I need to photograph a wall with multiple paintings with every painting under sharp focus. I believe depth of field doesn't play here as all the objects are at same distance. I tried with higher shutter speed and higher f-numbers but it only gets crisp image where focus points were floating.

Edit1: ●I am using kit lens 18-55 STM of Canon EOS 200d/SL2(alias in other regions). ●The wall is about 12×15 feet. To summarize, it seems like the camera is only capturing few objects in focus and thus sharp leaving the other objects slightly blur. This behavior can be observed in general photography too where only few parts of the Product(say a bag) would be crisp and other parts slightly blur.

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    \$\begingroup\$ Can you upload an example? How big is the wall? How far away are you? What lens are you using? What camera? \$\endgroup\$
    – OnBreak.
    Mar 25, 2019 at 17:42
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    \$\begingroup\$ Did you consider/ can you do a panorama/composite instead of a single picture? \$\endgroup\$ Mar 25, 2019 at 23:29
  • \$\begingroup\$ Try turning off auto focus and focusing manually ? \$\endgroup\$
    – Alaska Man
    Mar 26, 2019 at 2:51

3 Answers 3


You will get the best results using a lens designed specifically for imaging two-dimensional flat objects that are parallel to the camera's imaging plane. Such lenses are highly corrected for field curvature to give them good "flat field" performance. Most good prime (single focal length) macro lenses have fairly good flat field performance.

Many other lenses are less corrected for field curvature because correcting for field curvature also impacts other properties of the lens in ways that might be undesirable for other types of photography. For example, in order to render pleasing out of focus areas when using very wide aperture settings, many "portraits lenses", such as the Canon EF 85mm f/1.2L, leave field curvature mostly uncorrected. Even though the 85/1.2 costs about $1,900, the more modestly priced EF 100mm f/2.8 USM Macro (priced at about $600) would be a better performer for photographing flat objects.

I believe depth of field doesn't play here as all the objects are at same distance.

That's a bit of a false assumption. Since the field of focus is never perfectly flat (even in theory with a perfectly manufactured lens), stopping down to increase the depth of field will result in better acuity at the mid-frame and edges/corners of the frame with most lenses.


Your assumption that depth of field does not play a part is only partially valid. This is because objects near the center of your field of view are actually closer than objects near the edge of your field of view. However likely the distance difference is negotiable. So what’s the answer? Mount the camera on a tripod because even slight camera movement can be devastating. Choose an aperture setting that is about two f-stops reduced from the largest, likely f/8. This will be the sharpest lens setting, a comprise from the effect of diffraction that comes with tiny lens apertures and lowered acuity that comes due to the lens being set to its most wide-open aperture.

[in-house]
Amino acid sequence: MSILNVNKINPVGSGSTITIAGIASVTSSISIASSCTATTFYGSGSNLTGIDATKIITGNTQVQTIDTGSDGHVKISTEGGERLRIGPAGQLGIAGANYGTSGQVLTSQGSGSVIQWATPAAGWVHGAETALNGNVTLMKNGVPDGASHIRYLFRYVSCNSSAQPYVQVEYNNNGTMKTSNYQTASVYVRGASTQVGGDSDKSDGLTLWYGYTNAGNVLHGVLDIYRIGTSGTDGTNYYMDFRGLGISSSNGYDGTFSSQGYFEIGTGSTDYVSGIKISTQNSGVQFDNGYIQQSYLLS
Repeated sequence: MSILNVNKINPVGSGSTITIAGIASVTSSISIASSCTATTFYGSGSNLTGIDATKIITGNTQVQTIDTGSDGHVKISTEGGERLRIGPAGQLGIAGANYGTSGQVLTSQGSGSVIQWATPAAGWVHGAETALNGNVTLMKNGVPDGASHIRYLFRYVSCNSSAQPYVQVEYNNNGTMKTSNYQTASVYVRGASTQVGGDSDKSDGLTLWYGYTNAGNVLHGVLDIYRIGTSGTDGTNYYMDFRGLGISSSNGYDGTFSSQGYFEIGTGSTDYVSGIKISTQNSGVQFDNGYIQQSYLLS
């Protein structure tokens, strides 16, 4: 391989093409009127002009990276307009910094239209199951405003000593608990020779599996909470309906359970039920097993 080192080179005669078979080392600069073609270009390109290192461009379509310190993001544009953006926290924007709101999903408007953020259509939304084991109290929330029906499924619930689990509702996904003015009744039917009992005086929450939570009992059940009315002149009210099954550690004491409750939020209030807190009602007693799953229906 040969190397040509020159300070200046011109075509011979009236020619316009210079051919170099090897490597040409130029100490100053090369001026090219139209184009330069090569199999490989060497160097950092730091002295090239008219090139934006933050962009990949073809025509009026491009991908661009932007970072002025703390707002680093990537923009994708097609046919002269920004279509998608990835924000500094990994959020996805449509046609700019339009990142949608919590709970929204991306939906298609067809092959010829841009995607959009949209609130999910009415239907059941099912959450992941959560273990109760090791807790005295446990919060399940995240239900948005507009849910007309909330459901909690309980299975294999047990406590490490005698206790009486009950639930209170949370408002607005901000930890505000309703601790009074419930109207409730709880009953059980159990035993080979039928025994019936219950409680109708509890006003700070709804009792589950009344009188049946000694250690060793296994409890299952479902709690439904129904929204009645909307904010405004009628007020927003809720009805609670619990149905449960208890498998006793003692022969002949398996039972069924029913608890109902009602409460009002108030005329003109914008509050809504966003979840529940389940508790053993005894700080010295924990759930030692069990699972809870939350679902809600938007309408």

Using the gear you currently have.

  1. Step the furthest away you can. Normally on the other side of the room.

  2. Then choose your focal length for that distance. Depending on the room, and the area you need to cover of course. Stepping away will force you to use the longest focal length you can. Avoid wide angle lenses (a).

  3. If you really have plenty of room, for example on a gallery you probably can define first your focal length (if you have for example a prime lens of 85 mm, then step back until you have the frame you want.

  4. Use a firm tripod (a shaky tripod is not useful), point the camera exactly perpendicular to the center of the wall, and at the middle point of the area you want to frame. Do not tilt, do not pan.

  5. Use the sweet spot of the aperture of your lens (as Alan Marcus pointed) probably f8.

  6. Define your aperture and ISO depending on your camera. An ISO of 200 is fine.

  7. Turn off any "Anti-shake" of your lens.

  8. Use a remote shutter trigger, or if you do not have it, use a timer on your camera, of at least 3 seconds so you are not touching the camera when it fires.

  9. If the room you are in has too little light you probably need to use some flashes, bounced around (depending on a lot of variables) so you reduce your shutter speed and avoid noise.

(a) If the target wall is too big, and you do not have much room to step back, probably you need to compose several shots.

There is a chance you still need to correct some stuff on the image, eliminating some distortion of the lens.

Some of this can be corrected using your brand's software, or you can use DxO that has signatures of lens-camera combinations to correct some of the intrinsic problems of them.

All this without thinking about lighting, white balance or noise.

If you still do not get good enough results, you probably need to rent some better gear.


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